Gunnedah Shire Council has rushed through a six-point list of “critical priorities” ahead of the 2024/25 State Budget in June.

The list includes a focus on health, police, housing, skills, roads and regional grant programs.

With NSW Treasury only accepting submissions until Friday, time was of the essence to finalise Gunnedah’s areas for attention. Top of the list was Gunnedah’s call for the NSW government to deliver the full Gunnedah Hospital redevelopment master plan.

It follows new revelations the government’s budget for the hospital rebuild is at least $30 million short of delivering the masterplan in full.

This comes after it emerged the original $53 million commitment would not deliver all parts of the hospital upgrade as first thought.

Critical parts of the hospital upgrade were scaled back including new chemotherapy and dialysis treatment facilities.

Gunnedah mayor Jamie Chaffey said after many requests from the government about how much the total project would cost, the exact answer was still not clear but the rough estimates were staggering.

“I was shocked to hear they don’t know, but it’s in excess of $30 million still short to build the full masterplan as designed,” Cr Chaffey said. “The $53 million is still there but we know we need another $30 million to build the full master plan as was committed by all MPs but not yet delivered.”

Councillor Robert Hoddle described the hospital situation as “appalling”, especially given the assurances by state election candidates.

“We’re $30 million short and still haven’t turned a sod of soil,” he said.

“I’m pleased this is at the top of the list, because it is absolutely wrong they haven’t funded it when they promised they would and we desperately need it.”

Gunnedah’s second critical priority for the state budget was increased spending for more “front line” police in rural, regional and remote communities most at need.

Cr Juliana McArthur suggested the document include a link to Bureau of Crime Statistics and Research data which highlighted the plight of “communities most at need” such as Gunnedah.

Council also reiterated its call for Gunnedah police station to be manned 24 hours a day.

“We’ve seen crime increase in all different categories,” Cr Chaffey said.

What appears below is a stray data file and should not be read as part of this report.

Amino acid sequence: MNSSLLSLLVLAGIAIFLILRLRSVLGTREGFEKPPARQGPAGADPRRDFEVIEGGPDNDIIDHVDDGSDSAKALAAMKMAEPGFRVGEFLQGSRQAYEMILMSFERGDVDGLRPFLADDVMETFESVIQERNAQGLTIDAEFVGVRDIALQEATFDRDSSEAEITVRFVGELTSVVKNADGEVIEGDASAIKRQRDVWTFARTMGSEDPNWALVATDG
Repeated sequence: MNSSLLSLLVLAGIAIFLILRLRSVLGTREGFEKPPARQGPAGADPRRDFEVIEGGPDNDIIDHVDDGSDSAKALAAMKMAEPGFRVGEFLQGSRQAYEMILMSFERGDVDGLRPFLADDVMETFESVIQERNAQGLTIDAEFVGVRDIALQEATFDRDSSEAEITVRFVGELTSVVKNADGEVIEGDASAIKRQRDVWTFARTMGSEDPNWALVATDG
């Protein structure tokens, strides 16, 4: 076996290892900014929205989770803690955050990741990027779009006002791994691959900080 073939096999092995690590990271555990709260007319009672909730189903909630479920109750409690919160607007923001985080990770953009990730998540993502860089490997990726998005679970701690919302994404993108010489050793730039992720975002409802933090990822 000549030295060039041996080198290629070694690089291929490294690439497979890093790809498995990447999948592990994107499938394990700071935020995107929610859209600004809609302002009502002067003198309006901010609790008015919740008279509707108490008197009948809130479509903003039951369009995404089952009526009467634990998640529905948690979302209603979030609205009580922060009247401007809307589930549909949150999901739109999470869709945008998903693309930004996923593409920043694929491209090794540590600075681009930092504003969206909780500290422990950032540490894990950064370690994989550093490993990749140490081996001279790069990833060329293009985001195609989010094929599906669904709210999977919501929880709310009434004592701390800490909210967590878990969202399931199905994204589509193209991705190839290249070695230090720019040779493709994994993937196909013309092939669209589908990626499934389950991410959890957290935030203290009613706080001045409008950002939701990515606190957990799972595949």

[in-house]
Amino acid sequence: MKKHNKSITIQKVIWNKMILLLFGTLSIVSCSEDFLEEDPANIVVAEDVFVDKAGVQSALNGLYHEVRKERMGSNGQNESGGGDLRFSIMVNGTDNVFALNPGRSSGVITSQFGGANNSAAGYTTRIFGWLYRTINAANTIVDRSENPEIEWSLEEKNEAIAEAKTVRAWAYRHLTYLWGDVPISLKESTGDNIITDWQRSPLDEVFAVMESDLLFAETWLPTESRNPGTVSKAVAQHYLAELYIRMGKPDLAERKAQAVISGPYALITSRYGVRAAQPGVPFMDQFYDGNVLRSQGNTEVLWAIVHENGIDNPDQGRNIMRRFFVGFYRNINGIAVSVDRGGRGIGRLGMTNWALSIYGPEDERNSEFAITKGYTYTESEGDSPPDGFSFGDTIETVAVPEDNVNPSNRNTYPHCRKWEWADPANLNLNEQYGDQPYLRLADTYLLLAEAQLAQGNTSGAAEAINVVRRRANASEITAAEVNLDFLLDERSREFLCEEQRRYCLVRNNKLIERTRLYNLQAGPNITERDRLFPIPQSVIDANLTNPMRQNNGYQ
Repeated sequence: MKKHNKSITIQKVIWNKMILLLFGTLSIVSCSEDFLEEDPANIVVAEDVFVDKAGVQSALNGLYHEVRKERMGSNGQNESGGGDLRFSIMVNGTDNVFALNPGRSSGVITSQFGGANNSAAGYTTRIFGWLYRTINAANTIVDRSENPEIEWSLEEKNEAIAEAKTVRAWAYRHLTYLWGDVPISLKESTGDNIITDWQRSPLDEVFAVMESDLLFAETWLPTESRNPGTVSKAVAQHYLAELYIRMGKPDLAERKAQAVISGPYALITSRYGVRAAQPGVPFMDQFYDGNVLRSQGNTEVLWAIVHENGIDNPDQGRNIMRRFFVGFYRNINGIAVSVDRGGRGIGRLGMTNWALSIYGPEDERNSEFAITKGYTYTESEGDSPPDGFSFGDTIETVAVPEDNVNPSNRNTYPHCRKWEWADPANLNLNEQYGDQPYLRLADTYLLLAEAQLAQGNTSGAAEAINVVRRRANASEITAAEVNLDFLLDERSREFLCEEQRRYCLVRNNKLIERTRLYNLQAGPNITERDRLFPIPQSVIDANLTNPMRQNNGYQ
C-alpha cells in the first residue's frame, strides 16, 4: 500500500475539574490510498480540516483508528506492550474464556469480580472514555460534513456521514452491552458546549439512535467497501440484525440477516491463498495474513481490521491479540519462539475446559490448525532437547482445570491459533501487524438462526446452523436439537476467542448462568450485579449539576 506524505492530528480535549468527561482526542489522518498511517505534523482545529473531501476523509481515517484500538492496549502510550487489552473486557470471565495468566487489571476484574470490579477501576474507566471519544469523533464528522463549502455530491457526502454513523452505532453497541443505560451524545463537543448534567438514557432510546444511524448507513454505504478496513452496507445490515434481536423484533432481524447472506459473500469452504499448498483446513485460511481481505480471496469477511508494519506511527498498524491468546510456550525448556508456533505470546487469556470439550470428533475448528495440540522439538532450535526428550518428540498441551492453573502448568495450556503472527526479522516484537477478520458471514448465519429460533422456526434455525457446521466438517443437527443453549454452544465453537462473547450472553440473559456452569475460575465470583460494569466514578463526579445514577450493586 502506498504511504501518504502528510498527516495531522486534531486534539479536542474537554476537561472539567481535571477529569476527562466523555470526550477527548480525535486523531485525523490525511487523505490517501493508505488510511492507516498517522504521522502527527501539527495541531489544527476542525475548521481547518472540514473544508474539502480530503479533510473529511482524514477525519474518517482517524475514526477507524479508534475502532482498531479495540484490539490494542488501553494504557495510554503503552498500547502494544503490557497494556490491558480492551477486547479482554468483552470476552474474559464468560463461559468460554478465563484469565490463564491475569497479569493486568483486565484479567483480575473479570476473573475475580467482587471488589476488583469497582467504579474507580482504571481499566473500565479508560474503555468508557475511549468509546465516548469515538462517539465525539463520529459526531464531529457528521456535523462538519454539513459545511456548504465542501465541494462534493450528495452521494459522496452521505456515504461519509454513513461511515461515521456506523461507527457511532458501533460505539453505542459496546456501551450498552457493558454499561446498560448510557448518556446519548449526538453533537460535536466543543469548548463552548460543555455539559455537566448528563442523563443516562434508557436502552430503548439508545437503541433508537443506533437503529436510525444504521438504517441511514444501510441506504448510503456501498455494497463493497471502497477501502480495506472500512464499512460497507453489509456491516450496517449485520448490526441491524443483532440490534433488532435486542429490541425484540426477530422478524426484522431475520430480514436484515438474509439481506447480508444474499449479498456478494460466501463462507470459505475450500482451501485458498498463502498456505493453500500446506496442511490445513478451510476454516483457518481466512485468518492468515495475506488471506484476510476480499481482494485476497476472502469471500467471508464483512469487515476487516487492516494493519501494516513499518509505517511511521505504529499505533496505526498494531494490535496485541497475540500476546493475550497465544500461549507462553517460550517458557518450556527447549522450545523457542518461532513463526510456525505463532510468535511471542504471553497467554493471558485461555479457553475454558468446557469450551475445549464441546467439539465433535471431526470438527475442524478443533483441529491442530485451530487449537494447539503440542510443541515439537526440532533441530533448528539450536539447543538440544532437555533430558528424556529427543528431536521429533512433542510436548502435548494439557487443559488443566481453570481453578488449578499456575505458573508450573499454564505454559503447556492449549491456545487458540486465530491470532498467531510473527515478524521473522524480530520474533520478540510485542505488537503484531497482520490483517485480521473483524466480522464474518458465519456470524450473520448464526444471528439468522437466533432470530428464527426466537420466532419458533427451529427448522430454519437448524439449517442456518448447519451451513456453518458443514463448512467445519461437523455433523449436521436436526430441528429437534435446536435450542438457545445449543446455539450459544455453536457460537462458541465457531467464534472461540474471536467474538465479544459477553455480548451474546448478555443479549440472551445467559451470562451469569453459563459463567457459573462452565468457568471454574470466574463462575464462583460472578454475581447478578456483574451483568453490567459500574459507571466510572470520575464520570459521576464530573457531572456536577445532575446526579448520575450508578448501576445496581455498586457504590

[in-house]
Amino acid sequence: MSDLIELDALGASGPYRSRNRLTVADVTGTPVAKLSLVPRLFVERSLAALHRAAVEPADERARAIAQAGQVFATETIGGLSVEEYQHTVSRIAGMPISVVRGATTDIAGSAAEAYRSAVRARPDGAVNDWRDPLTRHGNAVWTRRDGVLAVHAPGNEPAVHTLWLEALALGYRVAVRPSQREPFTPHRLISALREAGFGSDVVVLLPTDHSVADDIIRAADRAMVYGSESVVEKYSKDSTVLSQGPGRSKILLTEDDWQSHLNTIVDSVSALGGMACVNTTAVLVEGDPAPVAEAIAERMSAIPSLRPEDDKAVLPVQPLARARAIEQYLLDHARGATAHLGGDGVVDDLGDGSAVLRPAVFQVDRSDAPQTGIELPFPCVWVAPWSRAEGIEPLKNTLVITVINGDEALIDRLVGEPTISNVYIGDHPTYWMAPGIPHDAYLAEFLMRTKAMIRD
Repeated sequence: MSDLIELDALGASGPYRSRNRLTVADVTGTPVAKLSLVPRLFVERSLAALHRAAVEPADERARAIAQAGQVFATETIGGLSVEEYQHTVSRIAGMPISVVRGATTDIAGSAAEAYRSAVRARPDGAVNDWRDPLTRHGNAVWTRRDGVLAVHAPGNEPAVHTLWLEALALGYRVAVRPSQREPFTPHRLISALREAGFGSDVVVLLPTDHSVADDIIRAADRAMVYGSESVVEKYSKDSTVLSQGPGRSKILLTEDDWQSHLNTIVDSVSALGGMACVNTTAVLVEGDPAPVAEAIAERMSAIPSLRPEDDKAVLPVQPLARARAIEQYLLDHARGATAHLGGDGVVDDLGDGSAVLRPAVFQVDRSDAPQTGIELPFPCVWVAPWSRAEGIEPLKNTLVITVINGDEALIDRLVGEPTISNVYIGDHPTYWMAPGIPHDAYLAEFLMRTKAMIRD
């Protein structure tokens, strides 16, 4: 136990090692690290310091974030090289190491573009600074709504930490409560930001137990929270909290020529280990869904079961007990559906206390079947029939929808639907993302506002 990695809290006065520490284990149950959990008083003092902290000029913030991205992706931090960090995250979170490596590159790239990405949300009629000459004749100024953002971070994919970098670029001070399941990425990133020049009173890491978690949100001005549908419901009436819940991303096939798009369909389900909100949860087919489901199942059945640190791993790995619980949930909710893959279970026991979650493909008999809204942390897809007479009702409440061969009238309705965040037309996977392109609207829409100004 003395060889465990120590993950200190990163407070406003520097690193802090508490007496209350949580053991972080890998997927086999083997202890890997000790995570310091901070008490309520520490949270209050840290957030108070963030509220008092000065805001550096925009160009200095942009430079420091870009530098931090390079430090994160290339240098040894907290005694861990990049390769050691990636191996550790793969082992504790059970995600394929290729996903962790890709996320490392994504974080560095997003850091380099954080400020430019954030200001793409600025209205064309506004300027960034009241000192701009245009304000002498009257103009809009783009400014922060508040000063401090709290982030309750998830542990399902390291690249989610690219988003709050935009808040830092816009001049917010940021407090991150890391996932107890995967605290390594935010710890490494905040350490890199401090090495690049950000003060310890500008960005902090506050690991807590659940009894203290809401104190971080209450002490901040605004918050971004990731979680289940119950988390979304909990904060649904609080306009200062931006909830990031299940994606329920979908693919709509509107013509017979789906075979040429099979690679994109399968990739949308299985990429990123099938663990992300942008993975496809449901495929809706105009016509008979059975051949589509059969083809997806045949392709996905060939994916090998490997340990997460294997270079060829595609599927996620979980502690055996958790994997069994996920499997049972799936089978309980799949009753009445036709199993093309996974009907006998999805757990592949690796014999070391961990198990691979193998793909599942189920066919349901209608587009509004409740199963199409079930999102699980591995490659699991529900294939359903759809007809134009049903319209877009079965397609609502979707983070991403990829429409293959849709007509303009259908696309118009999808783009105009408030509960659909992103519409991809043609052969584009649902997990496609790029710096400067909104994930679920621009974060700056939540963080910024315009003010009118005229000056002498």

“A report out [recently] showed Gunnedah over the last 12 months is eight times higher than the state average … not something we’re proud of.”

He said although the calls for an inquiry into additional police resources had not been heard, their pleas for help would continue.

“We’re not seeing support from the state government calling for an inquiry so there can be recommendations put forward for meaningful change,” Cr Chaffey said.

“It is not unreasonable that the residents of regional, rural and remote NSW communities should expect to have rates of reportable crime no greater than metropolitan residents, to achieve that change is required.”

The third budget priority area related to appropriate funding for NSW government grant programs, specifically those tailored for non-metropolitan areas.

It called for the 2024/25 budget to commit to funding the “same value” for programs such as Stronger Country Communities Fund and Resources for Regions, among others.

Cr Ann Luke suggested an amendment in the wording to account for inflation so potential future funding would at least maintain its value in line with the Consumer Price Index (CPI).

Gunnedah council’s remaining three areas for attention related to budget priorities raised last year prior to the NSW Labor government handing down its first budget since being elected to office.

All points are also listed in the Country Mayors Association Budget Priorities document including funding to deliver the Building Country Homes Program (housing), Building Country Trades Program (skills) and Fixing Country Pinch Points Program (roads and transport).

Gunnedah deputy mayor Rob Hooke said all points raised by council in relation to budget funding highlighted how the state government had “torn the heart out” of rural and regional NSW.

“I hope they listen but I fear they won’t take any notice,” Cr Hooke said.

“The community needs to know we are struggling – our budget is sound at the moment but without funding sources, which have been drying up for 14 months, if some of it’s not restored, we’re going to be in desperate financial trouble into the future.”

Cr Chaffey said it was time the government delivered more support.

“I believe now is the time that we must endorse priorities on behalf of our community, that must be funded to ensure that we are not held back from achieving all the opportunities that are before us now and will provide for the future generations to come,” he said.

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